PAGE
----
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COVID-19 Infection—Preventing Clinical Deterioration

Educational Objective
To identify the key insights or developments described in this article
1 Credit CME

More than 38 million individuals worldwide have been infected with severe acute respiratory syndrome coronavirus 2, the virus causing coronavirus disease 2019 (COVID-19). For primary prevention, traditional public health approaches include wearing masks, physical distancing, contact tracing, and quarantine. These steps are the current standard of care as the world awaits the results of randomized trials of vaccines and monoclonal antibodies. For the treatment of patients with serious illness in the hospital, corticosteroids have emerged as the standard of care.1,2

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Article Information

Published Online: November 12, 2020. doi:10.1001/jama.2020.21720

Corresponding Author: Christopher W. Seymour, MD, MSc, Department of Critical Care Medicine, University of Pittsburgh, Keystone Building, 3520 Fifth Ave, Ste 100, Pittsburgh, PA 15261 (seymourcw@upmc.edu).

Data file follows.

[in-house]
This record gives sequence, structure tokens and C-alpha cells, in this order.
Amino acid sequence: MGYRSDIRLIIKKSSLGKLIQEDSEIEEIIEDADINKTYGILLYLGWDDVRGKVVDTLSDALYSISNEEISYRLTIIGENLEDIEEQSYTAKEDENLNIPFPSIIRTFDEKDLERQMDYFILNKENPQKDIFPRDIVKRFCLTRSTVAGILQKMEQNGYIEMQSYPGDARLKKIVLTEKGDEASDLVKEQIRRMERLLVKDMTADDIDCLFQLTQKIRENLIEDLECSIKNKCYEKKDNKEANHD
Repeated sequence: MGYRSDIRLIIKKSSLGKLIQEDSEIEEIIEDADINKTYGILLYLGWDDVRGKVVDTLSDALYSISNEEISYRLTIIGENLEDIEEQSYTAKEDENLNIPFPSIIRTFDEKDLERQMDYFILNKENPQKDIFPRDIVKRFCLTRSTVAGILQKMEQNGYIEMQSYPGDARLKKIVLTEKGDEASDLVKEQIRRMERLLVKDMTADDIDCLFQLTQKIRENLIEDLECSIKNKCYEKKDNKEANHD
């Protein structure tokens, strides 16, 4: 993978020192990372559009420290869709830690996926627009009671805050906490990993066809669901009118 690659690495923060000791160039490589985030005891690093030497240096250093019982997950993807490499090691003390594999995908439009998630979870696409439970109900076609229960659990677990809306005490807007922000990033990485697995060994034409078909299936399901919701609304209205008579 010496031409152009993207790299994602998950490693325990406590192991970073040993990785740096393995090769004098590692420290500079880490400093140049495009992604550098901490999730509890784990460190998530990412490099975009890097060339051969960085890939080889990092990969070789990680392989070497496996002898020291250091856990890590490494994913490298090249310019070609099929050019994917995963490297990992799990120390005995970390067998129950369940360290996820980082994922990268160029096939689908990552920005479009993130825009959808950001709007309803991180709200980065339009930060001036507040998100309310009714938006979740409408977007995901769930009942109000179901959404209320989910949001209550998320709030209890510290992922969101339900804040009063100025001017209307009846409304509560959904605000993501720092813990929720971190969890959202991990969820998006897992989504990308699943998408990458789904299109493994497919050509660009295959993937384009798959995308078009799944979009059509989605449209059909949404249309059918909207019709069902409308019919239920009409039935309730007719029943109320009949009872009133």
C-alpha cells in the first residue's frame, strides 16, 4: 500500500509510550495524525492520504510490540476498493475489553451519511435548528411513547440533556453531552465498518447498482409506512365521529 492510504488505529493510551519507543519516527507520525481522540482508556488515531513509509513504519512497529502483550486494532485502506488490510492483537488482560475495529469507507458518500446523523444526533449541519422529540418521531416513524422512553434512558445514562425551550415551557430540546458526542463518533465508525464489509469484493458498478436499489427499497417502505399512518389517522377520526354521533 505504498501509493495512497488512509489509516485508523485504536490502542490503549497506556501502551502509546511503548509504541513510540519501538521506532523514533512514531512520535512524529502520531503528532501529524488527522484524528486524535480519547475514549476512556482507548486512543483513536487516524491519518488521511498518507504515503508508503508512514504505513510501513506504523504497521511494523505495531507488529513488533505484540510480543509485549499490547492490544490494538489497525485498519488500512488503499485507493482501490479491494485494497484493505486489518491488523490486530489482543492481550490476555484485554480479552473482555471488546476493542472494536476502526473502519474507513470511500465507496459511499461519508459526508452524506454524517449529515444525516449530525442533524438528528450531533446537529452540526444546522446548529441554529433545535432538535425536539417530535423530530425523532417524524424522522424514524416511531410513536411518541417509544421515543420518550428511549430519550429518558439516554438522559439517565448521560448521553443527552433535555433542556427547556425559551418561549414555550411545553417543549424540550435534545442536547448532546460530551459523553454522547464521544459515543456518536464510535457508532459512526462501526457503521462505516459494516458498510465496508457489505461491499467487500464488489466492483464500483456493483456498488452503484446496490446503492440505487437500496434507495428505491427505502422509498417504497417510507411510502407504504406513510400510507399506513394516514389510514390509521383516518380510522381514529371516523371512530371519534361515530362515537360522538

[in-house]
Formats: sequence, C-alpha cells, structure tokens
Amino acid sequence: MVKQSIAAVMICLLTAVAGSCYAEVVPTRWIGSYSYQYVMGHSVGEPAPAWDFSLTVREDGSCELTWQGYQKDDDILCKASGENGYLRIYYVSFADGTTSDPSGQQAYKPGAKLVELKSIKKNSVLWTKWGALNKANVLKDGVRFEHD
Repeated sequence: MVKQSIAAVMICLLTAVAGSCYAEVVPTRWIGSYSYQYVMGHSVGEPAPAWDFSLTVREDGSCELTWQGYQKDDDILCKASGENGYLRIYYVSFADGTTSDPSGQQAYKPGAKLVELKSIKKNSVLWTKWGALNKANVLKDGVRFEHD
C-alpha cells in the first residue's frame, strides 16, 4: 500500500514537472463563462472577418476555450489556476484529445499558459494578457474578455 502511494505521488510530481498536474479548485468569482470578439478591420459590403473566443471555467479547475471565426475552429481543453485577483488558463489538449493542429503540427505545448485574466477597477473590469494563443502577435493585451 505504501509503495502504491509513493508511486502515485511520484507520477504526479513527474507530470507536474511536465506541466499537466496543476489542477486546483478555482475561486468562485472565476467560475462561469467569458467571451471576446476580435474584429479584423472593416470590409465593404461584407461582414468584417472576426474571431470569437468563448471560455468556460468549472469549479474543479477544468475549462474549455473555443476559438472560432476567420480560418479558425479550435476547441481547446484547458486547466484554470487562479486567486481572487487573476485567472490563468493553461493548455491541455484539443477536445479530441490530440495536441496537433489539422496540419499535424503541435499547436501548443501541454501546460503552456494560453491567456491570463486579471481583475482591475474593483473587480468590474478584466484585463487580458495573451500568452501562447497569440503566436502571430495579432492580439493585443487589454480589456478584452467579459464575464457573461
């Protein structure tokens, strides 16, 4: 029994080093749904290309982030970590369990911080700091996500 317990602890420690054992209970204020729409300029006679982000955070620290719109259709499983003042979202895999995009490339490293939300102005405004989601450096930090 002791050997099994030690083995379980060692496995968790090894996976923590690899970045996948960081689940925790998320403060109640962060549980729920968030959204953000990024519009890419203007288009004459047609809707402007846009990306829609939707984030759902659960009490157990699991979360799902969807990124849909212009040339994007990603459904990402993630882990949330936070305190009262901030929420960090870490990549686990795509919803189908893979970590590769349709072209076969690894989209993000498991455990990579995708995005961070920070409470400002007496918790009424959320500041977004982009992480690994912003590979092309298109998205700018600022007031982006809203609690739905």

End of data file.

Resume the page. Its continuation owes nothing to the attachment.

Conflict of Interest Disclosures: Dr Seymour reported receiving grants from the National Institutes of Health and receiving personal fees from Beckman Coulter and Edwards Lifesciences Inc. No other disclosures were reported.

References
1.
Prescott  HC , Rice  TW .  Corticosteroids in COVID-19 ARDS.   JAMA. 2020;324(13):1292-1295. PubMedGoogle ScholarCrossref
2.
Sterne  JAC , Murthy  S , Diaz  JV ,  et al.  Association between administration of systemic corticosteroids and mortality among critically ill patients with COVID-19.   JAMA. 2020;324(13):1330-1341. PubMedGoogle ScholarCrossref
3.
Lenze  EJ , Mattar  C , Zorumski  CF ,  et al.  Fluvoxamine vs placebo and clinical deterioration in outpatients with symptomatic COVID-19: a randomized clinical trial.   JAMA. Published online November 12, 2020. doi:10.1001/jama.2020.22760 Google Scholar
4.
Kim  PS , Read  SW , Fauci  AS .  Therapy for early COVID-19: a critical need.   JAMA. Published online November 11, 2020. doi:10.1001/jama.2020.22813 Google Scholar
5.
Kalil  AC .  Treating COVID-19—off-label drug use, compassionate use, and randomized clinical trials during pandemics.   JAMA. 2020;323(19):1897-1898. PubMedGoogle ScholarCrossref
6.
Califf  RM , Hernandez  AF , Landray  M .  Weighing the benefits and risks of proliferating observational treatment assessments.   JAMA. 2020;324(7):625-626. PubMedGoogle ScholarCrossref
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